One family in particular, the Lizjuan family, has been extraordinarily kind to me. Brother Luis Lizjuan sat in my Sunday School classes when I taught the youth. He always had amazing comments about his mission. He always asked how I was doing, and told me what I good teacher I was.

When I was pregnant, the only thing I craved was brownies from Zupas. I posted an off-handed remark about it one day on Facebook and not ten minutes later Sister Esperanza Lizjuan was sending her daughter Deyra DOWNTOWN to the office where I worked with three different brownies from Zupas. Who does that? It made my entire week, nay, my entire pregnancy!

The week after I gave birth, Sister Lizjuan, along with many other wonderful Relief Society sisters were at my house with meals and hugs and "Ooooh que linda! Se parece igualita a su papá!!"

Last week, Brother Lizjuan had an accident at work. A bad accident. He has a collapsed lung and a swollen brain. He's in a induced coma while they monitor the swelling in his brain. They've already removed a piece of his skull to allow relief there.

On Friday, Lucia and I, along with another one of my favorite families, the Warburtons (Jon and Luz) went to visit Sister Lizjuan in the hospital. She hasn't left her husband's side. Jon and Luz watched Lucia in the waiting room so I could go and visit Brother Lizjuan in the intensive care unit.

While Sister Lizjuan, the nurse, and I talked about his condition all of the sudden I started feeling very lightheaded and ended up on the floor after nearly passing out. I went to the doctor that night and they found that I have an infection.

Yesterday, though, I was feeling better again, so I put off picking up the antibiotics the doctor had prescribed. I figured it couldn't hurt to wait until Monday to pick them up.

Today I church I nearly passed out again. And there was my ward, being amazing as usual. I felt embarrassed for calling so much attention to myself; I started to cry. A few of the brothers helped me to another room where they gave me a blessing. Sister Noemi Delgado took care of Lucia while they did and then she drove me home.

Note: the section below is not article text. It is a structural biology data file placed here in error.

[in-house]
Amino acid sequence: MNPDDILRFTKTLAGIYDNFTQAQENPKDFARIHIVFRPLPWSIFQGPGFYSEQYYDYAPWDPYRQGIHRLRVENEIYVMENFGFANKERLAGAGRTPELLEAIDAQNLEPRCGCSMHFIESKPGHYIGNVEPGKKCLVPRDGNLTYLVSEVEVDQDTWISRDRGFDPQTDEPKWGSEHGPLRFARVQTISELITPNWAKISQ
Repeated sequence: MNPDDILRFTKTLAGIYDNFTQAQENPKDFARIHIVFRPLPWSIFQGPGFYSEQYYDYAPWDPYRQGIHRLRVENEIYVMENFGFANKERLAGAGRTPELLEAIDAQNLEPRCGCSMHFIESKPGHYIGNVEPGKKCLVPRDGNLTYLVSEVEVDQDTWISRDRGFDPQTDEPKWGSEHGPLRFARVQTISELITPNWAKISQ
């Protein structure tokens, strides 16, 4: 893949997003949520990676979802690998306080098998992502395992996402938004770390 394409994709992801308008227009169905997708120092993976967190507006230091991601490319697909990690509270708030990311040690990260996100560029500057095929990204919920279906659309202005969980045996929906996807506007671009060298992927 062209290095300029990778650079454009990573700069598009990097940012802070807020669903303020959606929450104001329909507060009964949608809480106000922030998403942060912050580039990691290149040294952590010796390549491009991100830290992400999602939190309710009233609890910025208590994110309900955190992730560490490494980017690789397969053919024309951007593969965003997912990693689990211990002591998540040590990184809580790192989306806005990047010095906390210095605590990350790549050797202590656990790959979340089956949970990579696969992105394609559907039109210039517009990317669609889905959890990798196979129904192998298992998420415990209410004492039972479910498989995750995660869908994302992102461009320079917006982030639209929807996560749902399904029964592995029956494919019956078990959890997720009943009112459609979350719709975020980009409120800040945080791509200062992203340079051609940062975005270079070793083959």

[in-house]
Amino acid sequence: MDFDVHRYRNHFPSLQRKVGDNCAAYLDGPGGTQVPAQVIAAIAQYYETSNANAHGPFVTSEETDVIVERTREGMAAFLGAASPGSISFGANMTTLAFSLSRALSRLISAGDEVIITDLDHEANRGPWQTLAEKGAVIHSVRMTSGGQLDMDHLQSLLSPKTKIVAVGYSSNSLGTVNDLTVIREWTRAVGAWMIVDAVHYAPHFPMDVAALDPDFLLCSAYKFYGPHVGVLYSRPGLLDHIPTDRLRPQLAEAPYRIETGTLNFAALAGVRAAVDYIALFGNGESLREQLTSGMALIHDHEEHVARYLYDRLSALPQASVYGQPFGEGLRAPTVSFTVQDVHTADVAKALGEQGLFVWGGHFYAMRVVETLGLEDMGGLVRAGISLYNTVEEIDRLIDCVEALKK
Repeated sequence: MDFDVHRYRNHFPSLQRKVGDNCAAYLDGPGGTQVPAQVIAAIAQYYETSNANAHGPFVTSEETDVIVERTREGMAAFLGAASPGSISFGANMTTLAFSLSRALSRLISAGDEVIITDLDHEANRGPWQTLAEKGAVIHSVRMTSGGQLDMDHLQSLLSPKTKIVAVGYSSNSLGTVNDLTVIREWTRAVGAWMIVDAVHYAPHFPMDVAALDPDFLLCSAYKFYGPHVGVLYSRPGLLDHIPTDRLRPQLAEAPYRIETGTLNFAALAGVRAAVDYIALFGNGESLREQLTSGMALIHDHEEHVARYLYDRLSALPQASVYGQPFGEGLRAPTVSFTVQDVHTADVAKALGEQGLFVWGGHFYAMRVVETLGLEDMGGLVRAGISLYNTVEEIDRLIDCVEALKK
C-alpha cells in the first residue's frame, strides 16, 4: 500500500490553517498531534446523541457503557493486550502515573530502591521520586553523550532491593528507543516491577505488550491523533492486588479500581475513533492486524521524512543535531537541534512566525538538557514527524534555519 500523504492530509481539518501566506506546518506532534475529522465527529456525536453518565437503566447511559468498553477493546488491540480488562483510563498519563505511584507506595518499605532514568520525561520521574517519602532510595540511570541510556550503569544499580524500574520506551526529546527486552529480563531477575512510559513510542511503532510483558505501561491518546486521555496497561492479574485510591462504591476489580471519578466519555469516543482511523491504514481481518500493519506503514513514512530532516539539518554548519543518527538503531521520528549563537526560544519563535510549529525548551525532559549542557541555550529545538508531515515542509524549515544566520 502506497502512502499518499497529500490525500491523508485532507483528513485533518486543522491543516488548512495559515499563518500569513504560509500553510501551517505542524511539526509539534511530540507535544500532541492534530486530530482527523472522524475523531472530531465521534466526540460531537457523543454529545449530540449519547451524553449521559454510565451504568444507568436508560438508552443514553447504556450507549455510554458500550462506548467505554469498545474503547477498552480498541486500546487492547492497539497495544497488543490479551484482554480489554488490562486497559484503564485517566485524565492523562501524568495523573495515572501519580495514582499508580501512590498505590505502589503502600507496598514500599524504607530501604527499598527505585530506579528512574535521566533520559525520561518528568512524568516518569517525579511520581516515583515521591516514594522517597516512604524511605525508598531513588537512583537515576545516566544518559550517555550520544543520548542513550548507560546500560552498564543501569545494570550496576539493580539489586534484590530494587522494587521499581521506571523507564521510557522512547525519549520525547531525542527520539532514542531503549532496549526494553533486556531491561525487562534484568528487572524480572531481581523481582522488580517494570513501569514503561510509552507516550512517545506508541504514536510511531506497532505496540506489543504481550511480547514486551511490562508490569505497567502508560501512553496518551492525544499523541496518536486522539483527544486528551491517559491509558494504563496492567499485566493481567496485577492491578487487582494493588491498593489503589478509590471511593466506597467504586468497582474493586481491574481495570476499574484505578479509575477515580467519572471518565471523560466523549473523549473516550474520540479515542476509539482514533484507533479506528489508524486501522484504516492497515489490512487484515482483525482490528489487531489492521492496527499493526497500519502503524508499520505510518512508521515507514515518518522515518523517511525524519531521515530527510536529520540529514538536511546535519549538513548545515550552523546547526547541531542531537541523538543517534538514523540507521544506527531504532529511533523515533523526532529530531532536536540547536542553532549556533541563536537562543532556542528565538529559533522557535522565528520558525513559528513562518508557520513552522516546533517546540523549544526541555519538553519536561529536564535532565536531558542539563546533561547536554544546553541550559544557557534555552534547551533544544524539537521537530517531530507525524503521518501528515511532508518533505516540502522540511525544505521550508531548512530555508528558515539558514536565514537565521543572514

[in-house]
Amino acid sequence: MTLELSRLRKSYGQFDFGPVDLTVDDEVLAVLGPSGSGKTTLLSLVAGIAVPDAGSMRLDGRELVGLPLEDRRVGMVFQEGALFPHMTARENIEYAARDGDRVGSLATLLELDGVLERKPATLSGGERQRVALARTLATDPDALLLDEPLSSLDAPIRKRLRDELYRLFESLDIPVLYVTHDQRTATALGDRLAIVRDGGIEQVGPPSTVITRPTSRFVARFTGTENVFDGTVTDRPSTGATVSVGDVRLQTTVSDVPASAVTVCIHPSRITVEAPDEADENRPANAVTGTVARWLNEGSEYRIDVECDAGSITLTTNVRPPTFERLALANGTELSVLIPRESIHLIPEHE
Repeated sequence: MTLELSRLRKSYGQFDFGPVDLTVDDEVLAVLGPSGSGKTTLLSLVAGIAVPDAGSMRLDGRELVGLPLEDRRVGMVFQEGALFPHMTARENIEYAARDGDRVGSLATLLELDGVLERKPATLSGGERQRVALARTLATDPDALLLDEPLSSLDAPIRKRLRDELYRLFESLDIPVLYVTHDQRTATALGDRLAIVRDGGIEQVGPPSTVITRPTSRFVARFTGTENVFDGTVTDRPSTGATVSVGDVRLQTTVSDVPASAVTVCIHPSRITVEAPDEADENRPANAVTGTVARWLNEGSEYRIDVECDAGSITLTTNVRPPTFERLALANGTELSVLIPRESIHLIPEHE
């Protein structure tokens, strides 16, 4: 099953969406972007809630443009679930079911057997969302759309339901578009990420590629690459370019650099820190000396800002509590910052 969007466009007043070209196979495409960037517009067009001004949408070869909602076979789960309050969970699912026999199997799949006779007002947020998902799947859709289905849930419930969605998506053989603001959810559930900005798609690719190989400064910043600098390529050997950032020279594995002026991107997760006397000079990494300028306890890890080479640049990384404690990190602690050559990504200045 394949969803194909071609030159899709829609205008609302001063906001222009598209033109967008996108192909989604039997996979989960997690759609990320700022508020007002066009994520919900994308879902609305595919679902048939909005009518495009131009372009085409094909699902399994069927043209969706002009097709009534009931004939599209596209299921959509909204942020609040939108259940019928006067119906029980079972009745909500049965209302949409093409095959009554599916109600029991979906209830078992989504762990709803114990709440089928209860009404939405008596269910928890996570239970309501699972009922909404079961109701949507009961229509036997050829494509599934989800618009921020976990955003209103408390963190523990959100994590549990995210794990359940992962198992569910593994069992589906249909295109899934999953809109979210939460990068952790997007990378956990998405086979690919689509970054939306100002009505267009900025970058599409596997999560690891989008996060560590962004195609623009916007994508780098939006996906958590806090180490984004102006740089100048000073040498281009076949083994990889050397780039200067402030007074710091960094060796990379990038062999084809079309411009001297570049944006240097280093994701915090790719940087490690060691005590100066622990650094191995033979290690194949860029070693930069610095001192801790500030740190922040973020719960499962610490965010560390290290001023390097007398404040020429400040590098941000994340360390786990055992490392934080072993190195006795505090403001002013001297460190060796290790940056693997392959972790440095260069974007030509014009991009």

Tonight my bishop called just to make sure I was doing okay.

I know this is a long maybe not so connected entry, but I just wanted to say to any of the amazing ward members that read my blog: THANK YOU! I cannot express how painful it will be to leave you all next month. I'm already dreading it. I will miss my sweet Latino family that has accepted this Spanish speaking gringa as one of their own.

I'm grateful that the Church allows us to create these friendships with otherwise complete strangers.

If you haven't said your prayers tonight, and even if you have, please remember Brother Luis Lizjuan. He is an amazing father and husband and friend and neighbor.

Thursday, August 14, 2014

Mobilization and the Creation of Transnational Identity in Salvadoran Migrants

Originally written: February 21, 2008

Mobilization and the movement of people are an integral part of life in the twenty-first century. With the effects of globalization, especially the improvement of technology and transportation, movement is become more and more possible. However, there are several different implications of mobilization and migration. In the case of El Salvador, as well as many other Central American countries, migration to places like the United States, Canada, and other more stable countries has been prompted by warfare, violence, corruption, and economic devastation. Mobilization creates a phenomenon called transnationalism, where a person is caught between two different cultures and nations. Baker-Cristales defines transnationalism as "a way of construing the world that selectively incorporates practices and beliefs from both El Salvador and the United States in a fluid set of social practices." All Salvadoran migrants have felt the impact of having a transnational identity to different degrees.